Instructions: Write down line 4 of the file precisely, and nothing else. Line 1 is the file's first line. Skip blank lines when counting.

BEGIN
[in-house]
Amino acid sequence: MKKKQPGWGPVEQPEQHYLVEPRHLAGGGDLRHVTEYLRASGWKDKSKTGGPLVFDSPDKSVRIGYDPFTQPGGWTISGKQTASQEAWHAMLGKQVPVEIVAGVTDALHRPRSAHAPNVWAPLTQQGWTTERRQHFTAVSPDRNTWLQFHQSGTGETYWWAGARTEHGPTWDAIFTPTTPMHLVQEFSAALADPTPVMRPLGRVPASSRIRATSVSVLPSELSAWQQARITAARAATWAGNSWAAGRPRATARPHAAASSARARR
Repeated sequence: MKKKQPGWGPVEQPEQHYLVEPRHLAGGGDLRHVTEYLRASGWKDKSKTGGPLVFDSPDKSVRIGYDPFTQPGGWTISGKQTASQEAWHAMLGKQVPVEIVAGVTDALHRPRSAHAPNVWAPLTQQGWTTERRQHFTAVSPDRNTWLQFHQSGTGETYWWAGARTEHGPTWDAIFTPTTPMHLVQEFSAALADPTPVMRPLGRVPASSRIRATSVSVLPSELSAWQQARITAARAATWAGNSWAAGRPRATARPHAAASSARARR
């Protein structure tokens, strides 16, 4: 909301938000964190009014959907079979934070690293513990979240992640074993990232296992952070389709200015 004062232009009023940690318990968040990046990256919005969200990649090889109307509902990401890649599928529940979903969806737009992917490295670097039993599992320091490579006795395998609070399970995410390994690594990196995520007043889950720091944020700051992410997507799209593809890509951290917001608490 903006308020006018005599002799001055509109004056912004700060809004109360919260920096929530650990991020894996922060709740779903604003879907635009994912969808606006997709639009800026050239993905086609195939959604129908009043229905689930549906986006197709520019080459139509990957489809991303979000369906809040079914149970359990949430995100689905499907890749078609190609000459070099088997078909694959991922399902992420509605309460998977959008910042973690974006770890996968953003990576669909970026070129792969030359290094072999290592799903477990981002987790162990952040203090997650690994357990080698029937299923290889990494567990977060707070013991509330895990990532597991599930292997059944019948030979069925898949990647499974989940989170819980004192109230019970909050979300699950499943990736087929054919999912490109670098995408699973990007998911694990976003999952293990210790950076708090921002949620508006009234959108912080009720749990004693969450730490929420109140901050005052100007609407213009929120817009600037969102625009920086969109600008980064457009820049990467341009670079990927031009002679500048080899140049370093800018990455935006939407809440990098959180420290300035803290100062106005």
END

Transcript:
């Protein structure tokens, strides 16, 4: 909301938000964190009014959907079979934070690293513990979240992640074993990232296992952070389709200015 004062232009009023940690318990968040990046990256919005969200990649090889109307509902990401890649599928529940979903969806737009992917490295670097039993599992320091490579006795395998609070399970995410390994690594990196995520007043889950720091944020700051992410997507799209593809890509951290917001608490 903006308020006018005599002799001055509109004056912004700060809004109360919260920096929530650990991020894996922060709740779903604003879907635009994912969808606006997709639009800026050239993905086609195939959604129908009043229905689930549906986006197709520019080459139509990957489809991303979000369906809040079914149970359990949430995100689905499907890749078609190609000459070099088997078909694959991922399902992420509605309460998977959008910042973690974006770890996968953003990576669909970026070129792969030359290094072999290592799903477990981002987790162990952040203090997650690994357990080698029937299923290889990494567990977060707070013991509330895990990532597991599930292997059944019948030979069925898949990647499974989940989170819980004192109230019970909050979300699950499943990736087929054919999912490109670098995408699973990007998911694990976003999952293990210790950076708090921002949620508006009234959108912080009720749990004693969450730490929420109140901050005052100007609407213009929120817009600037969102625009920086969109600008980064457009820049990467341009670079990927031009002679500048080899140049370093800018990455935006939407809440990098959180420290300035803290100062106005």